1. Why, how and where did you enter the field of education?
I became a teacher in technical schools in Victoria in the early 70s. I became a humanities teacher, and I became one because I had had a bursary from the education department which paid my fees at university. I had decided that I'd like to become a teacher, but I didn't think that I would stay in it forever. But I was very enthusiastic in my DipEd year, because I was part of an experimental DipEd and we had absolutely fabulous intellectual work as well as really unusual practicum-based experiences. Bernard Newsome was my DipEd teacher, and I still keep in touch with him, and so that was really important in my orientation to education.
2. Was there anyone who influenced you? Why?
Not really. I played teacher as a kid like everybody did, but I don't think there was a direct influence, no.
3. What were your original goals or aims?
It's pretty hard to reconstruct the original goals or aims because they're all overlaid by your later understandings of what you thought you were doing. So, I suppose I wanted to get in there and make sure that anyone had a chance to succeed in education, because I had had that chance, and I was very passionate about fairness for everybody; that's why I went into technical schools.
4. Could you outline the milestones or highlights of your career path to date?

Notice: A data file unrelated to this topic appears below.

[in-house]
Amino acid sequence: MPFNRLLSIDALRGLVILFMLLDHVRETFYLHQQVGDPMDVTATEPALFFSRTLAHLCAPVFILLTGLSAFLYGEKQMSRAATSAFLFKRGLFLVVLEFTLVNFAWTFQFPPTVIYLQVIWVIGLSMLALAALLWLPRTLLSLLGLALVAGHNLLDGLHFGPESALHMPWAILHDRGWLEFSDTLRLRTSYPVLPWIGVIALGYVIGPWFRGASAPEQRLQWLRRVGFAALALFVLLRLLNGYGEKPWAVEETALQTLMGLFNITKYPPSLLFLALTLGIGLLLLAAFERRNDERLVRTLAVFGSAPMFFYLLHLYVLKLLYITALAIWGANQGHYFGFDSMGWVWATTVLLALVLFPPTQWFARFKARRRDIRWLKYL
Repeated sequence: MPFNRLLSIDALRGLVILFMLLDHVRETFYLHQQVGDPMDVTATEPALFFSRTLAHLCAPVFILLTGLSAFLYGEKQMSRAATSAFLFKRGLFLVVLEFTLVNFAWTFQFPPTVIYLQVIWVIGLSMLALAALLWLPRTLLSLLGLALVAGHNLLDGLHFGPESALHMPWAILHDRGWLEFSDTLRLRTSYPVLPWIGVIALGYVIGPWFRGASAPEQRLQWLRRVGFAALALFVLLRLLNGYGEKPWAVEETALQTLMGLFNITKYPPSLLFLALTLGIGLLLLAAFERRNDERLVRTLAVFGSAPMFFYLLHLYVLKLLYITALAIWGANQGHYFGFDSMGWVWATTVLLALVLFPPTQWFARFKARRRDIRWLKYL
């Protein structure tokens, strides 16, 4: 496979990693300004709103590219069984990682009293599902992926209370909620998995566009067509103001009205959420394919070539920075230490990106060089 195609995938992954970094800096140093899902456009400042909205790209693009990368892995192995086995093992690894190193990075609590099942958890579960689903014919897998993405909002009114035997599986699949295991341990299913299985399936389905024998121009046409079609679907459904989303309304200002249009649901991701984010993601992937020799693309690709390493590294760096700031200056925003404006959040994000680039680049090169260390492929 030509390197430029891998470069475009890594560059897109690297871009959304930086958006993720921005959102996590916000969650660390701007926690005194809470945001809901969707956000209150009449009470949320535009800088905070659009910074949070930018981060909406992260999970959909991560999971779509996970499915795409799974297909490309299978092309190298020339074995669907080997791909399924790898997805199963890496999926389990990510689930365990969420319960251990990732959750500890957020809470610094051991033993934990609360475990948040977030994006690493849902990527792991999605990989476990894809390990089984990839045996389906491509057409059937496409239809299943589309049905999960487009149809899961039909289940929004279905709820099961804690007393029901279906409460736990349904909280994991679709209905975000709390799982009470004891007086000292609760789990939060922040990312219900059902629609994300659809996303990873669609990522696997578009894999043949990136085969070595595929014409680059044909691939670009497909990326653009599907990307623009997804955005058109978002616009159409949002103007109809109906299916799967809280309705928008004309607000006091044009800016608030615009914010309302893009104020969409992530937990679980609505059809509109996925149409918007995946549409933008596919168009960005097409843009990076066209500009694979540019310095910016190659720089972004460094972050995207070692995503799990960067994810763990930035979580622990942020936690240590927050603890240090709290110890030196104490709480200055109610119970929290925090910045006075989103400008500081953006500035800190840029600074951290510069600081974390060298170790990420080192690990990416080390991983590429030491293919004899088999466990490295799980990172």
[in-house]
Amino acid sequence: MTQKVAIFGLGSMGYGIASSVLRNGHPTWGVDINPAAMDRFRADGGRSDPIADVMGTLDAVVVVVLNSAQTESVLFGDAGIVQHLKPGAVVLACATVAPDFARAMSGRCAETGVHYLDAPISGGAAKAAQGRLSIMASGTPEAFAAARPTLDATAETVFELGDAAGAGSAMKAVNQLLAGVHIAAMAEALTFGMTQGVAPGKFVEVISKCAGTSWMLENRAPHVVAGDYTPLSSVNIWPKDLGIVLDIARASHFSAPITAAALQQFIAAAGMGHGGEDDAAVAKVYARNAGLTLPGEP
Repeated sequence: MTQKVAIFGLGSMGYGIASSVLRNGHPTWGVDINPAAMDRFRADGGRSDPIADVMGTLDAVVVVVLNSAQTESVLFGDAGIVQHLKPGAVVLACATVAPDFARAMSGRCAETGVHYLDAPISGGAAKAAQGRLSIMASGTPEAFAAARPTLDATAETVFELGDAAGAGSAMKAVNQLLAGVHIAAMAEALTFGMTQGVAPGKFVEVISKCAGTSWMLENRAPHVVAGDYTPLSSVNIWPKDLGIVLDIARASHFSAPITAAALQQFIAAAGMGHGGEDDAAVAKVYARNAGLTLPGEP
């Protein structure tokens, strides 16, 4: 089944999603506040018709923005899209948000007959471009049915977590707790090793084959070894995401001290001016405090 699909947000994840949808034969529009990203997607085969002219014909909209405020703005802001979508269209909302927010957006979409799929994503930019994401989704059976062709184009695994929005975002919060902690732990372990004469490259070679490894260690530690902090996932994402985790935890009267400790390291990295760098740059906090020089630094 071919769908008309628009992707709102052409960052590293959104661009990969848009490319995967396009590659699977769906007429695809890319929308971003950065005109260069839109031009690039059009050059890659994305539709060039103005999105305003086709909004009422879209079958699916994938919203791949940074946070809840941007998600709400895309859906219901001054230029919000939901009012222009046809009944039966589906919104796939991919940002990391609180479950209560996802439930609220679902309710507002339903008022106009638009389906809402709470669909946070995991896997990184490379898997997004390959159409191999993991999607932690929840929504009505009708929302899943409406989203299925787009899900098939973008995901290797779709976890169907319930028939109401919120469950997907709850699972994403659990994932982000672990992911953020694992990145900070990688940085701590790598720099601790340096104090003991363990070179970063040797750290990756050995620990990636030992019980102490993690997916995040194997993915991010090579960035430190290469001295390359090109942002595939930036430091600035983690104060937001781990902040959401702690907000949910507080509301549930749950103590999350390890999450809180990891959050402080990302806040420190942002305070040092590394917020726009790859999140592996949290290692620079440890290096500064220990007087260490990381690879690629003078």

I taught in country and metropolitan technical schools in Victoria, and two of three schools that I went to had significant Aboriginal populations and significant immigrant, non-English speaking background populations, and that got me really interested in teaching groups who were not mainstream, and in the whole colonisation process. I was interested from my DipEd on in teacher research, and I was interested in narrative and people's stories. I was engaged in doing research on literacy in disadvantaged schools, and out of that I was invited to join the Access Skills Project team, which was a group in the Education Department of Victoria which was interested in the access skills, literacy, numeracy and social skills that kids needed to succeed and worked within disadvantaged schools in particular to do research with teachers on those areas - particularly literacy - and so that was when I moved out of schools and into the Department of Education, and then researched alongside teachers. I did that for four years and then I went into running a state-wide school improvement plan in Victoria in 1982, and it was a Labour government in power then, and I was working with a parent who had come out of the parent activist area and we were involved in getting parents, teachers and students working together on the kinds of school evaluations, school planning, that they wanted and to make sure that all the partners had a say in what they wanted for their local school - that was replacing the inspectorial system, so that was important. Then I was invited to be the first schools person in the Ministry portfolio of policy and education in 1986, where they had all the different agencies - schools, TAFE, early childhood, universities - all the things that the Minister for Education was responsible for in the one portfolio, and I was the schools' representative in that. I was put into that from the Department of Education, Schools Department, and then I went to Canberra sometimes to work on the national secondary schooling policy, for the Curriculum Development Centre and the Schools Commission. I then went overseas and did my PhD on leave without pay in 1987 and I came back in late 1989, and got a job in the head office in the new kind of school improvement plan, which was a much more top-down model. I worked there for about 18 months and then went to Premier and Cabinet in Victoria, working on the Social Justice Consultative Committee, and then I hopped out of the Victorian public service and moved into university - I became a lecturer in 1991, because I'd been told that I had two crosses against my name, which meant that I was not to be employed in education, and I was not to be employed anywhere in the public sector because the Kennett government was coming into power. I was at Deakin University for 3 years, then I moved to Central Queensland University for 5 years as an Associate Professor where I worked on all the postgraduate programmes, with a special emphasis on the Master of School Management and the Educational Doctorate, and then I went to Canberra as a Professor and was there for 3½ years and then I came to the University of South Australia 2 years ago as the Dean and Head of School. They're probably the milestones.